I sold ammo for Walmart, all along thinking “Bonnie, it’s just a paycheck.” I’m such a pathetic liar. But I needed that piece of paper to survive past due to paster due. As a forty something divorced mother with a college education and a thin resume of working in schools and on political campaigns, there wasn’t much out there in the way of employment for a baby boomer current American history expert. So I took a job at an upstate New York Wally’s World mega store location for just about minimum wage, and a camera watching my every movement. I kept telling myself, “Bonnie, you always did like working with the public, even when you hated people.” While I was earning that paycheck for last month’s bills, I sometimes told myself the truth.
One Saturday afternoon, the first time I saw them I stared, stared down at a box of bullets while ringing up sales at a register. There they were, across from a computer display, screaming, “Here we are.” They were in a rectangular white box. You could’ve put a bow on them. And yes, it did say bullets on it. I stopped, and gawked for what seemed far too many moments. Although it was probably only a few seconds. I picked up the box, and shook it to hear something. So nervous, I dropped it on the counter. I was flipping out internally thinking “they’ll explode like fireworks in Beirut.” This was the first time for me. I was a weapons virgin. I learned that day bullets are really, really shaped like little penis’ when I peaked inside, underneath, looking for a target.
When I took the job at Walmart, I knew they sold weapons and hunting equipment. I just never thought I would be handling anything from the sporting goods department that was next to the legos and baby dolls that was next to electronics, where I was. In the back of the store, where all the toys were. I thought I’d be with the video games, movies and televisions. All would be safe with a “Call of Duty.” And I accepted that from time to time I’d be pulled to work in the front of the store on the registers where there would be a bevy of happy, cheery customers waiting to get the heck out of there. But I never thought…
When Walmart called me in for an interview that I would jump at the opportunity to daily don beige pants and a blue shirt with a lacey cami underneath it. That I would parade around as some sort of expert knowing what plug would be good for what wire. Or that it wouldn’t matter. Cause when I got out there I just spoke with an air of authority, “Oh this thingy here has that thingy go in it.” Many of the male customers came back to see me. All my years of reading Magna something and Constitutional whatever came in handy with the boys who wanted to buy whatever it was they were spending money on.
And one afternoon I found my chewed up fingernails running through a box of could it possibly be death? I tried to make light of it, “It’s just bullets, it can’t do anything without a gun, without someone to pull a trigger.” That I could handle something that makes real trouble. Do real damage, if in the wrong hands. Through the fingers of someone either not knowledgable about how to use these bullets or why to use these bullets. And I confess I was excited by the danger. At no point was I instructed on what to do when faced with a box of bullets.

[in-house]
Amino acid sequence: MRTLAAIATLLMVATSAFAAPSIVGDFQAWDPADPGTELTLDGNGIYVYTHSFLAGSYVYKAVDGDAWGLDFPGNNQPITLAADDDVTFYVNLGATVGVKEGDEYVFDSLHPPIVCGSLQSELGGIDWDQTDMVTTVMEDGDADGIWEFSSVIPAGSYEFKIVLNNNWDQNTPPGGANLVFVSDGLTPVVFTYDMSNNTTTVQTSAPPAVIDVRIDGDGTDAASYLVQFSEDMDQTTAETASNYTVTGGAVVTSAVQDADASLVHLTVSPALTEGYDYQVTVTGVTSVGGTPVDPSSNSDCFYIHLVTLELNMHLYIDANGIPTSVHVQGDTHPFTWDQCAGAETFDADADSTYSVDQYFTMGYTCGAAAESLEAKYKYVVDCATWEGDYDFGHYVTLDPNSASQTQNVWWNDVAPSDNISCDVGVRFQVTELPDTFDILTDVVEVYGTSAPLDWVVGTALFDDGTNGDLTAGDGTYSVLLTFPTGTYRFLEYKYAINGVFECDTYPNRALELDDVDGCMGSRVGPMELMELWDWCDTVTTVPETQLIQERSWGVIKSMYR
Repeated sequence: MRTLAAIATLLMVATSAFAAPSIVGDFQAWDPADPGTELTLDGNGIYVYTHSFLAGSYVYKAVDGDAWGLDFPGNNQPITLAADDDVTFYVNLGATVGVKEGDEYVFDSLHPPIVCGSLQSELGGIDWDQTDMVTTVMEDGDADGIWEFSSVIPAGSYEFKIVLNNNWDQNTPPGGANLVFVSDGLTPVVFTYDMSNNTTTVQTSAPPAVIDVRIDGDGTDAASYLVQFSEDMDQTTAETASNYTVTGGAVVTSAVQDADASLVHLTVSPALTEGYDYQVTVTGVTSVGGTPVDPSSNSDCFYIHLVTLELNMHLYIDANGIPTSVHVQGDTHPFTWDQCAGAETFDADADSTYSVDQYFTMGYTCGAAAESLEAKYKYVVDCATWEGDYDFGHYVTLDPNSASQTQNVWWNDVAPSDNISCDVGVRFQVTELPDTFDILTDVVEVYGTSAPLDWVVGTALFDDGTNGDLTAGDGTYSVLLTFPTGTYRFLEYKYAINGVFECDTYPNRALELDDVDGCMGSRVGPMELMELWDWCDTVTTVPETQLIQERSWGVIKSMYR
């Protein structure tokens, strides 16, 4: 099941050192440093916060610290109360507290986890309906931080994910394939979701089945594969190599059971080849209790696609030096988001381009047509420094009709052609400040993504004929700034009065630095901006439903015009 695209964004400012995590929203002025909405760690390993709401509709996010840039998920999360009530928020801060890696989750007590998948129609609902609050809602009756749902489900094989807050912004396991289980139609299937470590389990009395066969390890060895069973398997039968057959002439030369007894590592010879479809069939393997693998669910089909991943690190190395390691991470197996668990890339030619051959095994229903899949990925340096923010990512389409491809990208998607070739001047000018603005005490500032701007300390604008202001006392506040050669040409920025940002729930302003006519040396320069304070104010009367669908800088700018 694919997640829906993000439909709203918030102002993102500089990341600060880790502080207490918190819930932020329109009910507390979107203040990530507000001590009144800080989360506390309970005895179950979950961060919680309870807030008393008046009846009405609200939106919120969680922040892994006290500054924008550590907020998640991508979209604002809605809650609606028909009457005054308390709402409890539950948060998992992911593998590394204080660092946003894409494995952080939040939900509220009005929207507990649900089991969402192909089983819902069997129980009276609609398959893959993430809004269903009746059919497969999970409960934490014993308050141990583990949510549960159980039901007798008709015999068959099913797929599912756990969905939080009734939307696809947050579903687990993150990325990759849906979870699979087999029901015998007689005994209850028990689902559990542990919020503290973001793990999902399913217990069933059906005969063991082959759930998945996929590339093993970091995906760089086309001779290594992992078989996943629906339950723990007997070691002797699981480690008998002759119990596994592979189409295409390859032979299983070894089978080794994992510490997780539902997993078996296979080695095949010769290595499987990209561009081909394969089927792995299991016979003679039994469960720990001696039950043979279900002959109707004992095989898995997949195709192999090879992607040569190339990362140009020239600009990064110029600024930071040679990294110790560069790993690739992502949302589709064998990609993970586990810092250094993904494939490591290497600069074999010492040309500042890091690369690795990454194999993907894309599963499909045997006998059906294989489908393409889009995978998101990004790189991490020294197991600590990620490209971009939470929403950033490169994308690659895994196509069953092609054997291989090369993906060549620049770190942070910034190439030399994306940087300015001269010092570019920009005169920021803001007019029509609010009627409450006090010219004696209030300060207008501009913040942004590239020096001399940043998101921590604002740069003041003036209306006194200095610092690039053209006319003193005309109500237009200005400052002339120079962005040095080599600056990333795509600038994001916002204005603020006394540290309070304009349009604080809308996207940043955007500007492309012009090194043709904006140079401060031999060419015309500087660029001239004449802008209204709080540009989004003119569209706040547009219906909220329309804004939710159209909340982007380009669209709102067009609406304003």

That one crazed afternoon, while I was ringing up overflowing shopping carts filled with food, screwdrivers, pillows and too many cd’s to count, the sporting goods manager came to see me. I’d never seen him before. He just said he was the manager. He, also, said, “My department’s register is broken. I need you to ring this sale up for me.” After I looked at him and the customer, I looked down to see that small white box of bullets. I was like “huh.” But I learned through the years to hide my emotions, show poker face, and it was busy. The manager said, “I’ll show you how to do the sale.” After I bagged enough beer and milk for seemed an eternity, I scanned the box of bullets. The register asked for ID. The manager said, “Don’t worry about that. Just tap this and touch that, and you’ll bypass the need for ID.” And I did. My weapons hymen was broken that day.
The scene repeated itself again minutes later. The sporting goods manager, the customer, the bullets, no need to do anything about ID, how to bypass the whole thing through the register. I was so busy ringing up sales, unlocking glass cabinets to show customers video games and watching that no one stole televisions or laptops that the bullets seemed as part of my day. While driving home, it suddenly dawned on me, “What did I just do today?” I might’ve sold bullets, something that kills to a mass murderer. I never went through any training on procedures concerning what to do, and the manager showed me how to get around what was it, Walmart or federal regulations?
That night at the bar, while nursing a Heineken, everyone around me either told me not to worry or that you’ll find out by tomorrow if some people are dead. They were laughing. I wanted to puke up the dinner I couldn’t eat. I went home to sit nervously by the radio hoping that there would be no trouble. When a friend tried to drag me away from the AM stations, I would reach for a newspaper praying no one splayed bullets all over the place. I was worried that these weapons would somehow be traced back to Walmart and me. I was scared that I would be responsible for someone’s death because I sold bullets for Walmart while bypassing a register’s requirements.